The emergence of the COVID-19 pandemic caused a rapid large-scale shift to telehealth services, widening existing disparities for underserved communities. According to the New England Journal of Medicine, one in four Americans do not have the digital literacy skills or access to digital devices with internet access to make video visits. Patients with limited English proficiency, limited digital literacy, low socio-economic status or older age often lack the resources needed to overcome the structural barriers to accessing telecare.

Digestive Disease and Sciences argues that these underserved patient populations benefit most from telehealth services, but challenges from the lack of infrastructure hinder the long-term implementation of telehealth services.

As the son of Salvadoran immigrants with limited digital literacy and limited English language skills, I was responsible for looking after my family’s medical care. I arranged telehealth visits with their caregivers as needed and guided them through their appointments as an interpreter, a role I often fulfilled before the transition to video visits. My parents’ health could have deteriorated without my involvement due to the combined challenges of existing inequalities and telehealth services.

As community members, we are responsible for promoting equal opportunity in telehealth by bridging the digital divide in access to healthcare through community service and fostering institutional change.

As an employee at a remote chronic disease treatment company, I taught patients how to take their blood glucose and blood pressure at home so their primary care providers could view their vital signs remotely. It became apparent that routine telehealth services were hampered by the limitations of internet-enabled devices or digital literacy. Even patients with appropriate devices lacked broadband internet access or the ability to understand information about digital devices, preventing successful management of chronic disease, especially in older adults.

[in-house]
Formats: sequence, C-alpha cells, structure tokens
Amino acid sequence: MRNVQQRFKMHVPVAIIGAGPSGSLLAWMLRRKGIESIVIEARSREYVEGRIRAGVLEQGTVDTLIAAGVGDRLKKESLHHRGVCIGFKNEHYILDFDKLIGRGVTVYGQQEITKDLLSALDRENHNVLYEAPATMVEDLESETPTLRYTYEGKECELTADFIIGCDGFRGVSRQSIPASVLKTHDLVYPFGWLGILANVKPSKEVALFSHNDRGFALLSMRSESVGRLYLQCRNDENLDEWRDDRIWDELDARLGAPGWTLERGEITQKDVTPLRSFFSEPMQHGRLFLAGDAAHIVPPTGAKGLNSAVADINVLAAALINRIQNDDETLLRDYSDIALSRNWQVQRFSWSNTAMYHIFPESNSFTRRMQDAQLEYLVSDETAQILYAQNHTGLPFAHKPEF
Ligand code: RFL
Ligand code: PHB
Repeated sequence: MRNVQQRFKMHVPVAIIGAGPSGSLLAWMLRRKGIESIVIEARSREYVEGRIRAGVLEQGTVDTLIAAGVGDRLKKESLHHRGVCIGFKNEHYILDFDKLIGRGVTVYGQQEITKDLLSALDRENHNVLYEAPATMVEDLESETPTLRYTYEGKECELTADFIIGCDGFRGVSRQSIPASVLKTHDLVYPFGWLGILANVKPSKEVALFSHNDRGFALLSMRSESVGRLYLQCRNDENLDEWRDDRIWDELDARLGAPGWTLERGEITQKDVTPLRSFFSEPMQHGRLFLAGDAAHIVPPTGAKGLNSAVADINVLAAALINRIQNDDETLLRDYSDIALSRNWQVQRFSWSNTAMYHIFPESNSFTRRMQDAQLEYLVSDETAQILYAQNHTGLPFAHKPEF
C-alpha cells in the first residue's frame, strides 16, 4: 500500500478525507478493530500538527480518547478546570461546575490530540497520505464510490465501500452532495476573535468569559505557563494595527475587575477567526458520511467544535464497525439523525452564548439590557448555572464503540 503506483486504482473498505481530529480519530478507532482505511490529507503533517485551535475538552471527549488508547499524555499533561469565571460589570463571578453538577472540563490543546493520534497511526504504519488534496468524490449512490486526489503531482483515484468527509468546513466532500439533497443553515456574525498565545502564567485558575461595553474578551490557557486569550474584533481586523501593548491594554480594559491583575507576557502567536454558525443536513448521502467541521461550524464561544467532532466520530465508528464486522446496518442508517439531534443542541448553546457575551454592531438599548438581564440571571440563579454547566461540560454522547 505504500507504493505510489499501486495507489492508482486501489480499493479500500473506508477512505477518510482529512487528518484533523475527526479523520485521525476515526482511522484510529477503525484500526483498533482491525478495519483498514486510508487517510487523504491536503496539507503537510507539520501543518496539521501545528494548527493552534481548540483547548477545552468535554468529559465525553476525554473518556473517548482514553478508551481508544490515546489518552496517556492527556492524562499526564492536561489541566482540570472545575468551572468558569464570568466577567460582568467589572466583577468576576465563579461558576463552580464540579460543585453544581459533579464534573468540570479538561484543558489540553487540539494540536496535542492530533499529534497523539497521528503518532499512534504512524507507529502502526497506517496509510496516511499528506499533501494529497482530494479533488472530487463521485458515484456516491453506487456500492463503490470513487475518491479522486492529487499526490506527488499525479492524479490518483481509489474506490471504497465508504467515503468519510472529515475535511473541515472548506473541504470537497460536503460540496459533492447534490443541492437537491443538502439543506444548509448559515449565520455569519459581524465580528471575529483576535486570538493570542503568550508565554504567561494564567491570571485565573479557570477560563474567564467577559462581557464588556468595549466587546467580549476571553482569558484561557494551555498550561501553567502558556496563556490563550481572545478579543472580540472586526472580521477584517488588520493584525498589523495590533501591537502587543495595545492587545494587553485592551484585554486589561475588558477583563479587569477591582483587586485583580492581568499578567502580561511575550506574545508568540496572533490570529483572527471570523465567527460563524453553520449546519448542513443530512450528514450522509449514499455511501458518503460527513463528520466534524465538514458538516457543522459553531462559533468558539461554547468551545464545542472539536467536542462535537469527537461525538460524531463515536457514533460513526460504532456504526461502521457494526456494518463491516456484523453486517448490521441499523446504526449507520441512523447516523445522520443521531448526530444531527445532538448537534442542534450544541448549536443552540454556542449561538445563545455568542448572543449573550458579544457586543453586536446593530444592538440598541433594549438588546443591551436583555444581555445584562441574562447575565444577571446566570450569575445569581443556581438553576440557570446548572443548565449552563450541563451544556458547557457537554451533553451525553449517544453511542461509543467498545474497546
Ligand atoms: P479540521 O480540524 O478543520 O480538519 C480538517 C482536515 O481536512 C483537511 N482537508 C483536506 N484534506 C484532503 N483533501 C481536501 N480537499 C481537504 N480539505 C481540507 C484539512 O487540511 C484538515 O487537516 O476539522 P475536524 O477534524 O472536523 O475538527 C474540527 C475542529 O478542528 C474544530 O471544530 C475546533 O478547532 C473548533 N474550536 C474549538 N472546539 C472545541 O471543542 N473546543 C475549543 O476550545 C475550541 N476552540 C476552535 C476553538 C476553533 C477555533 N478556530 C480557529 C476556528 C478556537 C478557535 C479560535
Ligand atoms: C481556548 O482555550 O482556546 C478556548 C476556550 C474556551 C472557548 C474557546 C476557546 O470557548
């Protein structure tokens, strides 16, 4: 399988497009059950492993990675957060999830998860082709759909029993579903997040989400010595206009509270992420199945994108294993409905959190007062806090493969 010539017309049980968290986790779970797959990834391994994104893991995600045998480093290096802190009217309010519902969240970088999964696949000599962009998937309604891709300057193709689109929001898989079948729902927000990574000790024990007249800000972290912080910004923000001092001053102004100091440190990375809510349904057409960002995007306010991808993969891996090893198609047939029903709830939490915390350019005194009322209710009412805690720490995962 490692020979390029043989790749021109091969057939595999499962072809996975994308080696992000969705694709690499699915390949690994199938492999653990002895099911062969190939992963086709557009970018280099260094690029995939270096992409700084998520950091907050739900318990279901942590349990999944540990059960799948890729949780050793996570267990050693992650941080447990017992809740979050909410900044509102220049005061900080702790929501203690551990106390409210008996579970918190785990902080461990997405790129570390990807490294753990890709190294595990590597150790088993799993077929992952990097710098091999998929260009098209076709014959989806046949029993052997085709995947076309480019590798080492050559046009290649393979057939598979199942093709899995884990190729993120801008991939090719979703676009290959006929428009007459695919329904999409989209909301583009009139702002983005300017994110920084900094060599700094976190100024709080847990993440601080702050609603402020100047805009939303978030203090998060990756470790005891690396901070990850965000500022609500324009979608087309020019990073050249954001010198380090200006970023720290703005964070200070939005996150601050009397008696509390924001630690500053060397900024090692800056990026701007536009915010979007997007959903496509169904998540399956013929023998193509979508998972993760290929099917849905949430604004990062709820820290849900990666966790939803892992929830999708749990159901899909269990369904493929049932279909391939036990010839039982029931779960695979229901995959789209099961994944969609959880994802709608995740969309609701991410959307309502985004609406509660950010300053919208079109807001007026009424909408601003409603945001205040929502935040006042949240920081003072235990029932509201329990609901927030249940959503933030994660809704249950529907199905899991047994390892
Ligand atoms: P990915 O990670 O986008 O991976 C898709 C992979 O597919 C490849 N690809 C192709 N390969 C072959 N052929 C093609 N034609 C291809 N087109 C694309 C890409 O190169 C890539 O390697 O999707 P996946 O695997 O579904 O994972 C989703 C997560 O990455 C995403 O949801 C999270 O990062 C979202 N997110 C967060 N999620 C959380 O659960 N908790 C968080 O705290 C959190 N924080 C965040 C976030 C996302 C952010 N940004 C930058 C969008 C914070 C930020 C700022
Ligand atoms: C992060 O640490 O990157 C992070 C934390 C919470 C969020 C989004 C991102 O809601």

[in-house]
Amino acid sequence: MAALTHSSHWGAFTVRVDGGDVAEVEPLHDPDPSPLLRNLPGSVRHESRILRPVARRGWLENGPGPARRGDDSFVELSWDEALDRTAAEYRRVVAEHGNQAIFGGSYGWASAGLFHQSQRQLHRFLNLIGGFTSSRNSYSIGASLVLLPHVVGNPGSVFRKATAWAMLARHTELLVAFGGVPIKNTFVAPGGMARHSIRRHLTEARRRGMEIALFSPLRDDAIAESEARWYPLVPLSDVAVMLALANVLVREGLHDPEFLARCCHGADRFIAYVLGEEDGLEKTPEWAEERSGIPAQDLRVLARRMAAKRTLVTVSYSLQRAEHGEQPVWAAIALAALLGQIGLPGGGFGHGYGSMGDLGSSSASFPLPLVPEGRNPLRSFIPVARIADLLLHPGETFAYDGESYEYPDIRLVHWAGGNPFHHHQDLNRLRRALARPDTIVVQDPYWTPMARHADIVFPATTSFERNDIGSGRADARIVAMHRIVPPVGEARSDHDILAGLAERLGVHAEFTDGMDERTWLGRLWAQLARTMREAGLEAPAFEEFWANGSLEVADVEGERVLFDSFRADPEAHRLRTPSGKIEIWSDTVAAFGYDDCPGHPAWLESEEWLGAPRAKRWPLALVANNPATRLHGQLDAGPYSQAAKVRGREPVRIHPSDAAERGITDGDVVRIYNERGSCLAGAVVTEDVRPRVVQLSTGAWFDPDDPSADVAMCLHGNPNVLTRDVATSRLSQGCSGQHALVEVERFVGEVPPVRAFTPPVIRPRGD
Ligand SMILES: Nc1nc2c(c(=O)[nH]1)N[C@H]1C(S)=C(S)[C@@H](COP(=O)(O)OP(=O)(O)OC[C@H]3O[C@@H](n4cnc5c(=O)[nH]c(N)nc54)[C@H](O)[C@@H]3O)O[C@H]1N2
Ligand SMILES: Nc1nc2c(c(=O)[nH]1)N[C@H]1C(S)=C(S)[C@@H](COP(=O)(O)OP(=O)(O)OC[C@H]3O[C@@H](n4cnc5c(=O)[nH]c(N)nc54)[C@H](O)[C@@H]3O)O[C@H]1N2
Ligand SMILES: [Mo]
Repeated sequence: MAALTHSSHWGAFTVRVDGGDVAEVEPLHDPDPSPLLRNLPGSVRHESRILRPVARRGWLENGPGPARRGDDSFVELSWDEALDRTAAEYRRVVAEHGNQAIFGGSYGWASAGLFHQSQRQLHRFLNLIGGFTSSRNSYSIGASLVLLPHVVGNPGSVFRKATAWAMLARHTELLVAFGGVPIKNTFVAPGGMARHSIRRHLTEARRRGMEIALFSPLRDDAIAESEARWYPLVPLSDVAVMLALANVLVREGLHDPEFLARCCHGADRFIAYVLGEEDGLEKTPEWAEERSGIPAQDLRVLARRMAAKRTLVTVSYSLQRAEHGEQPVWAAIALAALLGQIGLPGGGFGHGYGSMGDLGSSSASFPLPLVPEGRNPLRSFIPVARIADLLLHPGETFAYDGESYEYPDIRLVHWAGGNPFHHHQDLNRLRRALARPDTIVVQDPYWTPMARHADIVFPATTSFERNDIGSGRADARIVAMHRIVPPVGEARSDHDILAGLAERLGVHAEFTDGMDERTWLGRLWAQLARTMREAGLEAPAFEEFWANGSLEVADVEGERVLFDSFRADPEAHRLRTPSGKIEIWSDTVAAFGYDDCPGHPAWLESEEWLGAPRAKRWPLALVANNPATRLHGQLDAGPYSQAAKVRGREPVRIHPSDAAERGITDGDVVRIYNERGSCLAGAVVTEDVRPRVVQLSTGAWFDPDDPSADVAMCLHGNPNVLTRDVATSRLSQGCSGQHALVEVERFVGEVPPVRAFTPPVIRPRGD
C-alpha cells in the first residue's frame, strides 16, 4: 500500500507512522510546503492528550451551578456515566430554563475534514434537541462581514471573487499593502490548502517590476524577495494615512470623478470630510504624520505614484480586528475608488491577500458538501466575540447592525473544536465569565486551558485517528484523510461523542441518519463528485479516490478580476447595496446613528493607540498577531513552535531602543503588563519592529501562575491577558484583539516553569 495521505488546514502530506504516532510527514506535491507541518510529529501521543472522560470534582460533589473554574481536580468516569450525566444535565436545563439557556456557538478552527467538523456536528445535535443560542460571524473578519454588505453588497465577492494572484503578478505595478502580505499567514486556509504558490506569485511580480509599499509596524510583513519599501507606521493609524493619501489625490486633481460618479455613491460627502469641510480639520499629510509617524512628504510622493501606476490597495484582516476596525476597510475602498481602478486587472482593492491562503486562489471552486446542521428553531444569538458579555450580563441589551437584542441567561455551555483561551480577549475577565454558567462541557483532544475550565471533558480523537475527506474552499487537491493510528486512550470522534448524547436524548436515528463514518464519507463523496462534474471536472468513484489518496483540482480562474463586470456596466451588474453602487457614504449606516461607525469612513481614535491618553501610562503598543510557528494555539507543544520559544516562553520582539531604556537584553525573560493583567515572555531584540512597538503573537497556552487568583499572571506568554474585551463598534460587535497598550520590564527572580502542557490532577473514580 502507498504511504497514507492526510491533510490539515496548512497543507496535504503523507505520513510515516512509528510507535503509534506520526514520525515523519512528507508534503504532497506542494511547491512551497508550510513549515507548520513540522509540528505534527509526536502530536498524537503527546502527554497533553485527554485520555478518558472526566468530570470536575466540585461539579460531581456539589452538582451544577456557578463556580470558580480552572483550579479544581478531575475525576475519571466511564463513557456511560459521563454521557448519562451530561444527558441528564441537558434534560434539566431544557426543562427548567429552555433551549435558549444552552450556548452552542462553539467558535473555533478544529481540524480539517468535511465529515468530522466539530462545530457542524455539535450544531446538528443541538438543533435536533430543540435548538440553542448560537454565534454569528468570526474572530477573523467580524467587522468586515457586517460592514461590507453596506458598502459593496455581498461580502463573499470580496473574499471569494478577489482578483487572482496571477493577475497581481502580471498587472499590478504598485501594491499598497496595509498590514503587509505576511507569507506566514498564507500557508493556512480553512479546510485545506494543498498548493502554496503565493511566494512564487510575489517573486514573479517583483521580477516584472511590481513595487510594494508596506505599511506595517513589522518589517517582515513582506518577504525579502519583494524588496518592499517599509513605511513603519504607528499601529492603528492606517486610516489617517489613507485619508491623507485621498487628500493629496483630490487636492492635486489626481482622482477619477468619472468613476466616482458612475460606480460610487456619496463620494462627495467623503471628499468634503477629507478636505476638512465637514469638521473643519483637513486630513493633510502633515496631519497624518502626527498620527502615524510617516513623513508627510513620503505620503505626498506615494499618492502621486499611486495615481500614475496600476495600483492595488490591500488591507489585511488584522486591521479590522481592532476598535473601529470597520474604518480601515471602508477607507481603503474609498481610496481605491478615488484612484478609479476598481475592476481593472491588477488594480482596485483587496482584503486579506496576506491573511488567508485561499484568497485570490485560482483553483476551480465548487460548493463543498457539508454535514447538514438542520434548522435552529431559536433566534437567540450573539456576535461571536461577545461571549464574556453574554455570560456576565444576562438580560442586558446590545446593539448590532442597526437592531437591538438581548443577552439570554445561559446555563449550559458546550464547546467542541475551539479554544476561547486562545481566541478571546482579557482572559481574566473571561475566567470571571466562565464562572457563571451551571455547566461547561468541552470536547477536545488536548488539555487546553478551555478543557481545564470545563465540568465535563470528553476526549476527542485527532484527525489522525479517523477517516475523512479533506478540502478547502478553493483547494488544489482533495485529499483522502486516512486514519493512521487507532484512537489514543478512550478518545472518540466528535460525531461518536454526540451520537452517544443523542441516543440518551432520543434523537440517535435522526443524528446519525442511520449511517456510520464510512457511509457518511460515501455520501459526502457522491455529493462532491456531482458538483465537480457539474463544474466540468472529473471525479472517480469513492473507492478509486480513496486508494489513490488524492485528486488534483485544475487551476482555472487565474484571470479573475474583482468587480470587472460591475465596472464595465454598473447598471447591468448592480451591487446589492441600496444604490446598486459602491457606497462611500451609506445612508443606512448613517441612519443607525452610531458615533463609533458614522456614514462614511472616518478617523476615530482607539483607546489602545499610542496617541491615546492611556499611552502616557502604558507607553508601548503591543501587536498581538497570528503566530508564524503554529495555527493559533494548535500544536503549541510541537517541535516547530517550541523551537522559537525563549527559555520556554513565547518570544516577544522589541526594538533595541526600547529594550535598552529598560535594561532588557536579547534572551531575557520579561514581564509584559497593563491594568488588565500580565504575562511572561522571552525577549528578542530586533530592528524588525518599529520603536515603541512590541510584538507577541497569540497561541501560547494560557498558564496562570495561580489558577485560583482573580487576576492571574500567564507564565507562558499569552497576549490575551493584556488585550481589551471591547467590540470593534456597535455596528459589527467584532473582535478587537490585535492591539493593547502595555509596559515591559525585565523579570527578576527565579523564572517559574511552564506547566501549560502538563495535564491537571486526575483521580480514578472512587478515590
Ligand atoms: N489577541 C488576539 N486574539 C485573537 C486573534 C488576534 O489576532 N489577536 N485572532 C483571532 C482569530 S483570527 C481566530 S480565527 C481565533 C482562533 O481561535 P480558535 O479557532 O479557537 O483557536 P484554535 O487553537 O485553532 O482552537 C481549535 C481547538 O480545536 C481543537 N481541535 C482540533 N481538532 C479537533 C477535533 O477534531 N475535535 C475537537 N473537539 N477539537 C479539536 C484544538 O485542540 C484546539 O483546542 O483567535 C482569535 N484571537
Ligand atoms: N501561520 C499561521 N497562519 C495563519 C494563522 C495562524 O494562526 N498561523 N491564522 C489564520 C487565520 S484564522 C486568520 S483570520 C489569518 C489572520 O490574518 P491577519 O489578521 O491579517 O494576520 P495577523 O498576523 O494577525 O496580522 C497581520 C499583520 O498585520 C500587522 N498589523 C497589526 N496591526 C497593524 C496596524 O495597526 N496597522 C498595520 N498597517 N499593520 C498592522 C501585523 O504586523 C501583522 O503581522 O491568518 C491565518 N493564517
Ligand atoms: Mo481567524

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Despite inhabiting the largest city in Silicon Valley, residents of San Jose face a digital divide that prevents access to essential services and resources. In response, the San Jose Public Library system has established community-based programs aimed at improving digital literacy and device access, such as the multilingual SJ Access initiative or the Digital Engagement Project for Older Adults. These programs can serve as guidelines for other communities to create a network foundation to close the gap in telehealth and other essential services.

Health programs such as Medicare and Medicaid, which receive federal funding, are required to provide language services in the patient’s preferred language. Yet a third of hospitals in the country do not provide linguistically appropriate services. Healthcare systems should have access to language interpreters to ensure clear communication between doctor and patient in telehealth services, especially for states such as California, which has 6.6 million residents with limited English proficiency.

Policy changes at the local, state and federal levels are needed to ensure telehealth access for disadvantaged communities facing existing barriers to primary care. Elected officials have a duty to advocate for policies that support the continuation of equitable telehealth services for vulnerable patients, including changes to Medicaid that ensure fair costs for video and phone visits.

On an individual level, we can educate others about the resources and services offered in our area to close the telehealth gap.

Here are available resources for Bay Area residents:

● SJ Access: A multilingual citywide initiative through the San Jose Public Library to provide residents with access to free WiFi, access to digital literacy devices and programs.

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● Digital Engagement Project for Older Adults: A San Jose Public Library program that addresses the digital divide among older adults by increasing access to digital literacy programs and community resources.

● Neighborhood Tech Connect: A program created by the Community Living campaign to provide older adults and people with disabilities in San Francisco with tablets, Internet access, and training to connect with family members and manage their health.

Brandon Aguilar of San Jose is a pre-medical student and participant in the LEAP program of the Stanford School of Medicine’s Center of Excellence in Diversity in Medical Education.

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